Wednesday, January 23, 2008

Thermodynamics and Mechanics: Complementarity

Sometimes separate fields in Physics come together for an unified application in certain problems. Don't believe me? Just take a look at the following thought experiment:

We have two identical metal spheres (consider them perfectly spherical!) with radius r, mass m, in the presence of a gravitational field on Earth g - but one of them hangs on a thread of negligible thickness and size, while the other lies motionless on the ground (assume that the ground is rigid and doesn't absorb any heat from anything including the ball). Now, the ball has a heat capacity c, which we can assume to be constant throughout this experiment (of course it won't be, but why torture ourselves here?)

The experimental procedure is as follows: we use a flame to impart E joules of energy to both balls and simply wait.

The question I have for you is: What is the final temperature of both balls? Will they be the same? If yes why? If not, why? [Hint: Of course the final temperature won't be the same!]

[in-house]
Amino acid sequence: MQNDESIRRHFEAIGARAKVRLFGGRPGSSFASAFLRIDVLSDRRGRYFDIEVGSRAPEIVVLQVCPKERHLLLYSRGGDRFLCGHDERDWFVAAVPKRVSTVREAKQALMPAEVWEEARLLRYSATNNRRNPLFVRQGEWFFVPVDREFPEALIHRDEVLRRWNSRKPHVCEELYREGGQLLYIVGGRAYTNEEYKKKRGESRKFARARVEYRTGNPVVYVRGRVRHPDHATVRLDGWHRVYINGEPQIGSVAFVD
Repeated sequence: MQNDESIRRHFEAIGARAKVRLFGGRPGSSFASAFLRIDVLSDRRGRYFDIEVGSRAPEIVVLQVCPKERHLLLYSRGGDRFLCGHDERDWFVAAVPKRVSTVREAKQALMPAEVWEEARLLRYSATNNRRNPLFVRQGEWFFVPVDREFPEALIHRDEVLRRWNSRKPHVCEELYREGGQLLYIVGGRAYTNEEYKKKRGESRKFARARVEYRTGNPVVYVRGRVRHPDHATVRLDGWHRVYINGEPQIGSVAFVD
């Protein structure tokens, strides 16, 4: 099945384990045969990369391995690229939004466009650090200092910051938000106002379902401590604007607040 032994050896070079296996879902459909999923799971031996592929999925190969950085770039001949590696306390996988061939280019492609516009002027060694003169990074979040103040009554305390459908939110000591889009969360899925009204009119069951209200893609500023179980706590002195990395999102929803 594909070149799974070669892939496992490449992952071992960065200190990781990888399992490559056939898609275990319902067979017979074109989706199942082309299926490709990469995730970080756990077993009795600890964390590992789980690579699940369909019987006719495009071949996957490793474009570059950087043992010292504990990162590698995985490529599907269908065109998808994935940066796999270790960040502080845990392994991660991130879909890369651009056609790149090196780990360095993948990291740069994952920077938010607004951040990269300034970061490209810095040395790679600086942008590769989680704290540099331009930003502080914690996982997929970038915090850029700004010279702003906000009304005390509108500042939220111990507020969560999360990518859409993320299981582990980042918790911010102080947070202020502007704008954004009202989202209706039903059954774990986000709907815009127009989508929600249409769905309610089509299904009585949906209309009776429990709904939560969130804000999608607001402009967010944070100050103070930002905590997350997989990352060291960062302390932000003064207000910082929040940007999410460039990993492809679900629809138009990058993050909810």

Here's another 2 questions for the really psychedelic hardcore Physics lover: Can you work out for me the difference in temperature? Can you also work out the difference in size? [Assume that the ball has a constant expansivity of a]

Working this problem out just demonstrates how intricately thermodynamics is linked to mechanics; indeed, the First Law of Thermodynamics itself embodies the essence of one of the important principles in mechanics, the Principle of Conservation of Energy. :)


Well, it's been days, and no one has replied or commented or whatsoever, so I guess it's time to go on and reveal more of the answer to fulfill my own needs and complete the post. This question is a very simple one, as long as one bothers to draw out the initial state and final state of the system - notice that I'm making use of one of the basic concepts in Thermodynamics, the fact that initial and final states determine the change in any state function, and in this case, the temperature of the ball.

Consider the two expansion processes:

What do you notice? I'll leave this post hanging here for another few days before someone comes along to comment on what happens. :p

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